In my opinion, some scars seem more honorable than others. They tell a story and can be worn with pride. I mean, imagine being asked about a scar and being able to say, “Oh, that was left over from my brush with a mountain lion,” or “I was in a motorcycle accident years ago.” Those kinds of scars can be worn like badges of courage.
Mine, on the other hand, has no great story to accompany it. No, it’s just the leftover remnants of a dermatology surgery to remove an “abnormal” mole over the top of my left clavicle. My skin stretched while healing, and the result is a large, pink scar.
With this backstory in mind, I want to tell you about a shopping trip I took last weekend.
It was my first venture back out into normal shopping since the pandemic began, and I was so happy to be out and about. My shopping companion and I were chatting next to the women’s athletic wear rack. She remarked, “There are some cute pieces here, but I’ve decided not to wear sleeveless anymore. It’s not flattering as I age.”
I quickly replied, “Oh, yeah, since I got a scar on my shoulder, I don’t wear sleeveless anymore either.”
Another customer was hovering nearby and overheard our conversation. She jumped in, “I think you should both wear sleeveless. Don’t worry, be proud.” I looked up at her, and she was smiling encouragingly.
Attempting to respond with kindness, knowing that she was trying to be helpful, I said, “Oh, well I do when I’m in a confident mood. It just depends.”
Her smile dropped a little, and she nodded, continuing her shopping.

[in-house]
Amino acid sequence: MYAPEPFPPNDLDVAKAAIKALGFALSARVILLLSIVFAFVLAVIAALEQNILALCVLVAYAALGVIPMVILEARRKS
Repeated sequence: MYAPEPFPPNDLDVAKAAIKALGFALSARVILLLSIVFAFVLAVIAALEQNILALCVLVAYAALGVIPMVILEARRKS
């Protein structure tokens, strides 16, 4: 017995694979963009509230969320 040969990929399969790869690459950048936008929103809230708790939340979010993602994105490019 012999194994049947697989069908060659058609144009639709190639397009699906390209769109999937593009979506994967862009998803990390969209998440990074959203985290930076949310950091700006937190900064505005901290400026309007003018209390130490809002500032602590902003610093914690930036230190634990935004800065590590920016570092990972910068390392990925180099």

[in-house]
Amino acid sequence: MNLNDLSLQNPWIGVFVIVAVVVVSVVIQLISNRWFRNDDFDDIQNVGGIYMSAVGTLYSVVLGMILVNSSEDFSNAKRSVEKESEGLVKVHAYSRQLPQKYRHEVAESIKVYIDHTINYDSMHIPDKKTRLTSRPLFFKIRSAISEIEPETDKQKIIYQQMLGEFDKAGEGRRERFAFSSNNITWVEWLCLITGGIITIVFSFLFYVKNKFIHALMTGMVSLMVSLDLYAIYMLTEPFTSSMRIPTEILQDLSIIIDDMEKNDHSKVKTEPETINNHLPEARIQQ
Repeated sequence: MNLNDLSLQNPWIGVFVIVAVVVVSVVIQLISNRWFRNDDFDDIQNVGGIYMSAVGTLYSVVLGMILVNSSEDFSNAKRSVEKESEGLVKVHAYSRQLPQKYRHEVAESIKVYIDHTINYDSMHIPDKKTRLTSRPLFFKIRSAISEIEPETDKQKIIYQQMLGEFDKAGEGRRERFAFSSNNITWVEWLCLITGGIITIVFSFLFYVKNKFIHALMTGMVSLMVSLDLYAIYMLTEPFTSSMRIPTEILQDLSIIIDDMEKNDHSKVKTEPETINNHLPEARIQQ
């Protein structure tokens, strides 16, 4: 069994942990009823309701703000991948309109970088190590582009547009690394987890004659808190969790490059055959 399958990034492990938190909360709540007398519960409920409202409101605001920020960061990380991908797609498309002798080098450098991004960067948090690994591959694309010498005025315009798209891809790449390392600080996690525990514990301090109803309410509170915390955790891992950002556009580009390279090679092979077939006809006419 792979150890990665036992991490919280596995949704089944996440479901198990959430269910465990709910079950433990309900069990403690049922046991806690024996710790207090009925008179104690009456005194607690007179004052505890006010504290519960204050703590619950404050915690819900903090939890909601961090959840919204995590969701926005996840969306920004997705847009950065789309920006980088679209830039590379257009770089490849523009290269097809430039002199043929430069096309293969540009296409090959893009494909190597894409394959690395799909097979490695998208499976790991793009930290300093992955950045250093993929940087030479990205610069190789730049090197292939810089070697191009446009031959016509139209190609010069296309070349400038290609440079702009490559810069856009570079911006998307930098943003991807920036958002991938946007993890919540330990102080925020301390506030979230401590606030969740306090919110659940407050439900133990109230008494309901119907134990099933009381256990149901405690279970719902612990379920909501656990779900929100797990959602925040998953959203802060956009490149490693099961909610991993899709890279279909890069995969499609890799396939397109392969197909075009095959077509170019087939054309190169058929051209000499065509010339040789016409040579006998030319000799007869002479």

Let’s pause here. Now, I am a counselor who has frequent, honest conversations with women who struggle with low self-esteem and poor body image. I find myself preaching often how important it is to become friends with our bodies. I have recovered from an eating disorder myself and know the damage that an inner critical voice can wreak. In fact, I recently have been reading and thinking about how God made us embodied beings and spoke with author Lore Ferguson Wilbert on an upcoming podcast episode about faith, the body, and the importance of touch.
I can preach and think about healthy body image, but apparently I struggle to act on it. While considering all of this, maybe 45 seconds elapsed.
I found myself calling out to the woman, “Thank you! I love your spirit and your body-positive words. You’re right, God gives us all one body, and we get to steward it and enjoy it.”
She beamed back at me.
The whole conversation was over in 2 minutes flat. Still, I have reflected on it multiple times this week. Our words have power. That conversation could have turned into a gab-fest of sharing body flaws. All women know that conversations can devolve into negative body-talk quickly, especially when clothes shopping. Instead, one brave woman stepped in and spoke truth over the lies that my inner critic had been spreading.
Now, I’m not telling you that I’m going to start wearing sleeveless tops every day this summer, but I am proclaiming that I want to work harder at living with body freedom. I don’t want to just preach it. I want to live it. I want to encourage others to live it too.
Our bodies tell stories. They age, they sag, they scar, and they carry cellulite. They also move, breathe, sing, hug, and hold great beauty. Let’s collectively agree to lift one another up and encourage each other towards body compassion rather than body scorn. It’s a beautiful thing to embrace our bodies as sacred and an incredible legacy to pass to the next generation of little bodies growing in our midst.
Pause: Take a moment to read and meditate on I Corinthians 6: 19-20. What stands out to you in this passage?
Renew: In what ways do you find yourself being critical towards your body? How can you begin to challenge those old ways of thinking and instead treat your body as a gift given to you by a God who loves you?
Next: As you go throughout your week, pay attention to the way that you think and speak about your body. If you find that it’s continually negative, begin a gratitude list of what you are thankful for about your body.